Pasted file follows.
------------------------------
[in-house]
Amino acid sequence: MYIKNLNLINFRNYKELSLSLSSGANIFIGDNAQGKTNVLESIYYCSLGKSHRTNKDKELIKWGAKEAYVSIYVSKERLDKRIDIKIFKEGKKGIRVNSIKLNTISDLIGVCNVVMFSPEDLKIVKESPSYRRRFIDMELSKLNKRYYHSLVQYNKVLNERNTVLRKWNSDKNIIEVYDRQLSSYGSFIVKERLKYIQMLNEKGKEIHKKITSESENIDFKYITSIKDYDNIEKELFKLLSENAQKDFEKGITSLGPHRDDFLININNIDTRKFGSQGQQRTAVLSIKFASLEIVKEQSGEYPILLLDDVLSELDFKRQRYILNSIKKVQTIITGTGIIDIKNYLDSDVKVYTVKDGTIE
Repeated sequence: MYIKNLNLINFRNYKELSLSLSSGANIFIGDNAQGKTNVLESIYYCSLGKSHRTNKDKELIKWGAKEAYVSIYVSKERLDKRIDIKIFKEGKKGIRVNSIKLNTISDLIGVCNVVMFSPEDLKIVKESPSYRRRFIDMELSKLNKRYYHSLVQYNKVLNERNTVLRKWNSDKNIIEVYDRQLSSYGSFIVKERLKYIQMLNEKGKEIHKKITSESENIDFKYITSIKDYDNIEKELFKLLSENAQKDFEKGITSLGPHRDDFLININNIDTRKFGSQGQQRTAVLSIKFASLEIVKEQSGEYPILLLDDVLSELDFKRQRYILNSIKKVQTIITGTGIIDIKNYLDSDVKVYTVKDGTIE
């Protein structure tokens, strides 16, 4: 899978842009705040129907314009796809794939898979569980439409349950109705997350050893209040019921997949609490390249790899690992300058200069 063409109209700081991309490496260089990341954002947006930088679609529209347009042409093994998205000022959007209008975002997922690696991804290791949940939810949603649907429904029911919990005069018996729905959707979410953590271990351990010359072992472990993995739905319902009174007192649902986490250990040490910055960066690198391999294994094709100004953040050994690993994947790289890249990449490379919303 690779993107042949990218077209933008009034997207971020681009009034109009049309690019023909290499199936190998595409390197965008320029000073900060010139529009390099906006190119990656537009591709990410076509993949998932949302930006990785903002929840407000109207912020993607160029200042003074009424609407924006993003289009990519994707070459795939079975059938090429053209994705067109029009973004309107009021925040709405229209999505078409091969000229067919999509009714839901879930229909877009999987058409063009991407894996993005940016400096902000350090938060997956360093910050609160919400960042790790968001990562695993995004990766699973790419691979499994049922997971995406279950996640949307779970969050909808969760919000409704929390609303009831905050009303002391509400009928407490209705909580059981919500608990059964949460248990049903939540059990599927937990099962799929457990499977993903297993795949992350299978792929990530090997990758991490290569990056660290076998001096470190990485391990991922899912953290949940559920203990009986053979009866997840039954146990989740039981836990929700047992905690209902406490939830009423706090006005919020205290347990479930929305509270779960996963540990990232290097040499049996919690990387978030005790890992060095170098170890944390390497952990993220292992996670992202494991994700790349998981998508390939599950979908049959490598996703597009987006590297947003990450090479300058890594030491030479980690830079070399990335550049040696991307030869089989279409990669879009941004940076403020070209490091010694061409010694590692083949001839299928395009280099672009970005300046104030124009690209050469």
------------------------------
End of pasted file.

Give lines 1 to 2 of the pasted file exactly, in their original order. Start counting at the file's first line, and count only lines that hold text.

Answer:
[in-house]
Amino acid sequence: MYIKNLNLINFRNYKELSLSLSSGANIFIGDNAQGKTNVLESIYYCSLGKSHRTNKDKELIKWGAKEAYVSIYVSKERLDKRIDIKIFKEGKKGIRVNSIKLNTISDLIGVCNVVMFSPEDLKIVKESPSYRRRFIDMELSKLNKRYYHSLVQYNKVLNERNTVLRKWNSDKNIIEVYDRQLSSYGSFIVKERLKYIQMLNEKGKEIHKKITSESENIDFKYITSIKDYDNIEKELFKLLSENAQKDFEKGITSLGPHRDDFLININNIDTRKFGSQGQQRTAVLSIKFASLEIVKEQSGEYPILLLDDVLSELDFKRQRYILNSIKKVQTIITGTGIIDIKNYLDSDVKVYTVKDGTIE